Last week I wrote about signs that it’s time to reevaluate driving . This week I am giving tools to communicate in a caring and honest way.
Here are some of my recommendations:
1. If there is a medical condition causing the problems, place the focus on the condition. It makes it less personal. It truly is the affect of the medical condition that causes limitations with driving. Be honest and point out specific examples of how you have witnessed the medical condition causing problems in your loved one’s daily routine.
2. Relate how your concerns with the medical condition relate to skills needed for driving. An example: “Dad, you know how you have had several falls in the past year? You have been falling because you do not have good sensation in your feet anymore. That is a common side affect from advanced diabetes. I am concerned that you use your right foot to drive and it is your right foot that you have poor sensation.”
Or, “Mom, I have noticed that you have trouble paying attention when I come visit. You have been asking me the same questions over and over. Each time I answered your question and showed you how to do it. I even wrote it down for you. I am concerned that you are not able to pay attention like you used to. It is important for you to pay attention when you are driving, especially in parking lots, near schools and in traffic.”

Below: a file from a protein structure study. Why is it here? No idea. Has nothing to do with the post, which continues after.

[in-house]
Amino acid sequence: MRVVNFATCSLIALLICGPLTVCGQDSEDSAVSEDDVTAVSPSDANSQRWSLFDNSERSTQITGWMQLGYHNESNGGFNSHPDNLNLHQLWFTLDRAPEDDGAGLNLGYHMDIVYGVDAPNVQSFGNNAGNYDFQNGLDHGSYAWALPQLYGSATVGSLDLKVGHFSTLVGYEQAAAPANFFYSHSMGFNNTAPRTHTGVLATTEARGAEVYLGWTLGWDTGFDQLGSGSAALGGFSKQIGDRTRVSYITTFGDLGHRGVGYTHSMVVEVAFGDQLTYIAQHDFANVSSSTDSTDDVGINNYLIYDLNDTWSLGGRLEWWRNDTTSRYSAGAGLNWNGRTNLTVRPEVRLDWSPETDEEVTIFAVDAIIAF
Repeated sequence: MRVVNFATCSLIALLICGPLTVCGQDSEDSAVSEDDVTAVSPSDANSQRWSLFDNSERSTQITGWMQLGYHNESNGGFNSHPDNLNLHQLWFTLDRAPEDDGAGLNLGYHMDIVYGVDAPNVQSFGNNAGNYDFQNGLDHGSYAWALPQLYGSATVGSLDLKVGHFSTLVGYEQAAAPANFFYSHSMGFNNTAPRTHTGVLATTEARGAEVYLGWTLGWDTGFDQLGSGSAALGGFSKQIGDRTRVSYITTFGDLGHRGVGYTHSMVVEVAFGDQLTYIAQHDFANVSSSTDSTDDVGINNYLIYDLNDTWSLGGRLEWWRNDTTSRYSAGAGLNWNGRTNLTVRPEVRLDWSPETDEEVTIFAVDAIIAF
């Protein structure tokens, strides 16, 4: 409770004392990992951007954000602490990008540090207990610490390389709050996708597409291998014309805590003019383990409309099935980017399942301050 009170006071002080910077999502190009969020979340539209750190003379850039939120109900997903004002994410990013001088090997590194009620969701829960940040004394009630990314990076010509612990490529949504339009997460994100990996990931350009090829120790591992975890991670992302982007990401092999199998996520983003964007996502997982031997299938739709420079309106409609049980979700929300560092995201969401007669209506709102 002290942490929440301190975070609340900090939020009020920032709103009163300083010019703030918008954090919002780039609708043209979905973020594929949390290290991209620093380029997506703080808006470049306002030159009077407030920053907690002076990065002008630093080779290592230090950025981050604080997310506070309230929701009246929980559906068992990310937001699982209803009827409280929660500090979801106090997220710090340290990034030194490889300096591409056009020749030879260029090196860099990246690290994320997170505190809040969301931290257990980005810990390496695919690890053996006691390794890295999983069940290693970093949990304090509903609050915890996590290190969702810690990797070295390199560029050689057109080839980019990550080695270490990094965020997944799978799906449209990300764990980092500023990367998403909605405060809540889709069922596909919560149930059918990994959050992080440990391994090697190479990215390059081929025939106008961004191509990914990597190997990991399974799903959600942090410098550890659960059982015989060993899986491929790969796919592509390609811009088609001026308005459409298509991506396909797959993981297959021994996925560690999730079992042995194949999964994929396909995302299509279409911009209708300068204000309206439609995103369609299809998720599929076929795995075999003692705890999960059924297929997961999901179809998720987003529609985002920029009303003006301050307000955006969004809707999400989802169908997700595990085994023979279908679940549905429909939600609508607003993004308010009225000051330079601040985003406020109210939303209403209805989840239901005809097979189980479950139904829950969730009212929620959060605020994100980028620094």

3. Try to stay positive about the concerns and give your loved one the benefit of the doubt. Be a passenger in the car while your loved one drives to familiar places. Take notes about how they did and review it after. Things to pay attention to are maintaining speed, staying centered in the lane, making complete stops at stop signs, attention and reaction with left and right hand turns, ability to handle traffic. Review your observations at the end of the drive. This can open a conversation about why you have concerns.
4. It may be time for a formal driving assessment with Pathways Rehabilitation Services. www.pathwaysrehabservices.com. This takes away the family dynamic and gives a professional opinion.
5. Acknowledge that this is a difficult conversation but important because you love them and want them to stay safe.
Click here to learn more about helpful resources available to make difficult conversations easier.